34: Turn Around

34: Turn Around

From Chicken Soup for the Soul: Here Comes the Bride

Turn Around

Who, being loved, is poor?

~Oscar Wilde

“Stand there underneath that gazebo and look out over the park,” my boyfriend ordered one sunny Sunday with an old-fashioned 35mm camera in hand. “No, turn around! I want a picture of you gazing out over the landscape. Look pensive.”

I dutifully did as I was told, patiently turning my back and entertaining myself by watching a young family playing on the hill in front of me as he artistically snapped the picture he’d already framed hundreds of times.

“Okay, you can turn around now.”

I spun, trivial statement playing on my lips... to see the camera abandoned on the ground in front of his knee, the antique diamond ring winking at me, his hands shaking and words jumbling as he tried to find the right words to ask me to be his wife.

In that instant, that one turn, I’d twirled from a girl to a woman, a college sweetheart to a fiancée, a “me” to an “us.” We were ready to dance off into the sunset, plan our fairy-tale wedding, buy our first little home, and live happily after ever.

And then the floor dropped out from underneath us.

You see, that momentous walk in the park was in 2009. While I was tearfully saying yes to my future, banks were crashing. As we were salivating over bacon-wrapped scallops and bruschetta and debating the merits of filet mignon versus prime rib, the unemployment line was growing exponentially, and the rations at food banks were flying off the shelves.

One day, curled up in my apartment after a long (successful!) day of wedding dress shopping, perusing bridal magazines flaunting elaborate centerpieces and exotic honeymoon locales, my mom sheepishly informed me that four of the nine support staff positions at her small elementary school would be cut. She wasn’t sure if she’d be returning from her weekend trip to a job, to a steady paycheck.

A little voice in my head piped up, nudging me back to a reality the rest of the world was already dealing with. Flowers and four-tier cakes and favors... those trappings were merely the icing on the cake. Who needs pounds of sugar-filled frosting on the already-sweet-enough cake of true love?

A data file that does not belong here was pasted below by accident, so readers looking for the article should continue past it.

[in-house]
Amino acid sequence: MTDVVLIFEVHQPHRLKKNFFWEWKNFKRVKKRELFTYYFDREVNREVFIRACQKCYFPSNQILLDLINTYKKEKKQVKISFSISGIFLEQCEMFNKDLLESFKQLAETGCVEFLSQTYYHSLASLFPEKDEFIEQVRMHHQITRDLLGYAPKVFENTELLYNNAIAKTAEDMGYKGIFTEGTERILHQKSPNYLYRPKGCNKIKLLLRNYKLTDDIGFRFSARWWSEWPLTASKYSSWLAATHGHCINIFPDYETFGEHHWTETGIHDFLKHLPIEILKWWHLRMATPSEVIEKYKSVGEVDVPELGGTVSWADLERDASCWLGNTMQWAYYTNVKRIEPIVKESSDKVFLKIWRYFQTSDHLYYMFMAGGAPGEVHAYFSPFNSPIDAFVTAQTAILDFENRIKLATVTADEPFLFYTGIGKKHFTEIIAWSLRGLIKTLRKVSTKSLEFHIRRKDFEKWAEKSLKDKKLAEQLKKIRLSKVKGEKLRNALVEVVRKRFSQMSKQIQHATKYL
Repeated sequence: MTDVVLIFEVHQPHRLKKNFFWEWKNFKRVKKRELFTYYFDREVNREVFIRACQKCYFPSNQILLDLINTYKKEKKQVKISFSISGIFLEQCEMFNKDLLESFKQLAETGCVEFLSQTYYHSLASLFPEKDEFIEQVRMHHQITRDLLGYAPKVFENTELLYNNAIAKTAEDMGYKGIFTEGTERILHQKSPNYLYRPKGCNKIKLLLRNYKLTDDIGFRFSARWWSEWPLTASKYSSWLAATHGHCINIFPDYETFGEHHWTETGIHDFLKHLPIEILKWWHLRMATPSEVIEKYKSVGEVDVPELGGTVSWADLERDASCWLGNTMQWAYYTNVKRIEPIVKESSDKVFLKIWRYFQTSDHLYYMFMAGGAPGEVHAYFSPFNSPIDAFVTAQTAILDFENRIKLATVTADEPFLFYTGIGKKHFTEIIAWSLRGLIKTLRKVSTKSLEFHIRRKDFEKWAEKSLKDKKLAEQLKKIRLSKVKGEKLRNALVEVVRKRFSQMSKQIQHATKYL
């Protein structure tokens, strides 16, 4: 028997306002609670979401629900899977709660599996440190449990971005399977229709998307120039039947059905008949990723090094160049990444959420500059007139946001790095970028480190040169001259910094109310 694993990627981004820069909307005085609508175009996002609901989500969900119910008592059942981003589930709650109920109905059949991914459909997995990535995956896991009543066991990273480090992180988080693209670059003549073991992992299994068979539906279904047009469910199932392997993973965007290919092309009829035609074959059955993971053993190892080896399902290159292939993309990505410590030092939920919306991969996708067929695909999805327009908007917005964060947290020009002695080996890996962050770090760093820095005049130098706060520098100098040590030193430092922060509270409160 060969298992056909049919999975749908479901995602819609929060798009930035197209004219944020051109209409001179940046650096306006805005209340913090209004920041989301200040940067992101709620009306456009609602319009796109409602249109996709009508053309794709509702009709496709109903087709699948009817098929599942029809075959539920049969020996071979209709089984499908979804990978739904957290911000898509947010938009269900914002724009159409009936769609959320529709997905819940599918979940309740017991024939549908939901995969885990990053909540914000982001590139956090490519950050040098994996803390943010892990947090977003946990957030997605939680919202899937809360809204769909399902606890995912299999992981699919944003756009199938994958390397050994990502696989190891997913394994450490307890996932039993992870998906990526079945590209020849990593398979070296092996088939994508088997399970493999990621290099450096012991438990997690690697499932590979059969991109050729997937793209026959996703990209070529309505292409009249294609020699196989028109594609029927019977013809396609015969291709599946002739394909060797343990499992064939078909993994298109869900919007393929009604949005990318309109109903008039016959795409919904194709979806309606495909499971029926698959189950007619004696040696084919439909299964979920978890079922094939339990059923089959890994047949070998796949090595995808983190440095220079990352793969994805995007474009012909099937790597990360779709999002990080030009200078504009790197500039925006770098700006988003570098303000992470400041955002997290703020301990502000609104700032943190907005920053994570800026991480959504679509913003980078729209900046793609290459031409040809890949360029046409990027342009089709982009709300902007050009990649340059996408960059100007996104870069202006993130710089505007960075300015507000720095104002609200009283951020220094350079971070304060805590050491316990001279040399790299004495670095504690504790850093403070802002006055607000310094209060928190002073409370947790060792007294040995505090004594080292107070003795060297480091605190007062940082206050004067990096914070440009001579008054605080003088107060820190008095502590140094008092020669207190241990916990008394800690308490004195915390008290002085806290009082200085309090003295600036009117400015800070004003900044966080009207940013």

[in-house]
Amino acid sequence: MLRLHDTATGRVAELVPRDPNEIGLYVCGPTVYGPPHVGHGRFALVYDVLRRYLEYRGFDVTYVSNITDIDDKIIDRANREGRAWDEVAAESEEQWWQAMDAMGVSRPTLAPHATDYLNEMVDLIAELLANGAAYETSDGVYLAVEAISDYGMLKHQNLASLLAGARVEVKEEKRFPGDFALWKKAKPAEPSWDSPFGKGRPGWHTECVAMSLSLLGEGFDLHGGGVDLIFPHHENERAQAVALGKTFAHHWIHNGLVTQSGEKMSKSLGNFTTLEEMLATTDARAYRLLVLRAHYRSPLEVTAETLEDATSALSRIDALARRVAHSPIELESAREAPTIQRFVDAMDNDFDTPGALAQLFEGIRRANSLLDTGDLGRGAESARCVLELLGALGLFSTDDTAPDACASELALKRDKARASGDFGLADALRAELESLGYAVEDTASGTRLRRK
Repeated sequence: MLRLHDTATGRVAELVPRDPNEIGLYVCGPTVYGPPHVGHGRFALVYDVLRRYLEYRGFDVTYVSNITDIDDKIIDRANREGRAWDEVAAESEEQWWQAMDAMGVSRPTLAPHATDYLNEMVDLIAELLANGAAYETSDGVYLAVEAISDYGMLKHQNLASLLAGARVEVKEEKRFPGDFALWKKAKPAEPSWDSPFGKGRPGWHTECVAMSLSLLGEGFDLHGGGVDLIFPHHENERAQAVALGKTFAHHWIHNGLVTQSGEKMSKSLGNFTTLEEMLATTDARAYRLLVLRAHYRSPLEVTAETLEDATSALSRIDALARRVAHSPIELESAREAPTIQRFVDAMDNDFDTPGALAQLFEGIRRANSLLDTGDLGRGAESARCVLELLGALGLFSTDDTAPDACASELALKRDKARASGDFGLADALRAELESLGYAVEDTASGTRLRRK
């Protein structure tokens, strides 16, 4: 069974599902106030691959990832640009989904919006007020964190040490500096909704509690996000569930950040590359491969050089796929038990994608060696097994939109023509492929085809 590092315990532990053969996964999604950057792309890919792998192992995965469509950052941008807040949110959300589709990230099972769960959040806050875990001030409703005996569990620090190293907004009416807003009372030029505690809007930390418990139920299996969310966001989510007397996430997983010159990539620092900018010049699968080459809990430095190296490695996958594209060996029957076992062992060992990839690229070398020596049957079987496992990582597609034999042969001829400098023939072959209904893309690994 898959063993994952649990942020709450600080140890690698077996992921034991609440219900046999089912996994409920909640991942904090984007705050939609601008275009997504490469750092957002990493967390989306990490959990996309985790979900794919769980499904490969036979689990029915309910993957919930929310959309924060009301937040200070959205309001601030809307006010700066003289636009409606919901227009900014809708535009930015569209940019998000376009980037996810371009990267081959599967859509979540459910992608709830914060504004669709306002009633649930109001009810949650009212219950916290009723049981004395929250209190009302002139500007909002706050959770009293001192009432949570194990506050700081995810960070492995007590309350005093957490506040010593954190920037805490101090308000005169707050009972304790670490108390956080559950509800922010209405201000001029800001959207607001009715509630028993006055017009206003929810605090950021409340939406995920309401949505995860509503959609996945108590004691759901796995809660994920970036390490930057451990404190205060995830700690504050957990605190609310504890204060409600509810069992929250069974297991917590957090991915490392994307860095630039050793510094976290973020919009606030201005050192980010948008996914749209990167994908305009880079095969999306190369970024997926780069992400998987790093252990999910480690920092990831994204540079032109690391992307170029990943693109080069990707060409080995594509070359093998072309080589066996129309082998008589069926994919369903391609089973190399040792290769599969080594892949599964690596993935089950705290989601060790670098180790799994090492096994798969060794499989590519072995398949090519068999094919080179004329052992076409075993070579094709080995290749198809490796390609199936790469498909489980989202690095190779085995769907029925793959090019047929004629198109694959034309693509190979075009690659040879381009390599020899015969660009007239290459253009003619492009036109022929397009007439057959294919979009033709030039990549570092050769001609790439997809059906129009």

So wedding planning took another turn.

A scrapbook-savvy aunt spent hours deciding between mellow yellow and canary sunshine cardstock, imprinting tulip stamp after tulip stamp onto my save-the-date cards — as a wedding gift to us, and a fun craft project to keep her busy when her husband’s job was transferred across the country.

My soon-to-be mother-in-law continued my tulip theme, purchasing a flower-shaped chocolate mold so she could make our favors. She toiled in the kitchen at midnight, flecked with pink sugar glitter and chocolate, mixing yellow food dye into white chocolate to prove she could come up with just the right shade to match my flowers. She spent hours tying white ribbon onto the green stems of the tulip lollipops.

A former co-worker of my mother made me a garter belt after she happened across an antique blue tulip pin that made her think of me.

Her aspiring baker daughter volunteered to break out her icing tips and baking pans for me, not even flinching at the mention of the food allergy that would’ve made ordering a professionally made cake a major financial investment. (I’ve never met this girl.)

My grandmother offered up a beautiful pearl clutch that perfectly matched my ivory lace dress without even being asked.

I put my crafty self to work, too, creating table numbers, invitations, place cards, thank-you notes, and more, presenting each piece of art to the steering committee composed of my top-notch wedding coordinators: my mother, sister, and husband-to-be.

On April 24, 2010, I walked down the aisle toward the man of my dreams and a new life as “the wife.”

Was it the wedding I’ve always dreamed of?

No.

It was better.

My wedding was a perfect balance of convention and professionals and pure, unadulterated talents, favors, and love. In the midst of stock market crashes, layoffs, and a deluge of negative headlines, the sun shone on an unseasonably warm spring day, and 110 people forgot their own troubles and laughed, cheered, cried, ate, and danced right along with me.

Did I mention the groom was perfect, too?

I married a man who loves cooking at home and saves fancy restaurants for “special occasions.” Who knows a Sunday afternoon matinee is the perfect way to watch a movie, and that a glass of wine and a paper cup full of dark chocolate M&Ms beats a dozen red roses every time. Who couldn’t wait to rip down wallpaper and paint in our new home — all by ourselves.

Every time we kneel down in the pews where our friends and family witnessed our vows, we both know we have so much to be thankful for. While a recession may not have been the ideal time to start a life and embark on such a busy, crazy, expensive roller coaster of a journey, it taught us that we can treasure the best of times — and survive the worst of times.

Together.

~Caitlin Q. Bailey O’Neill

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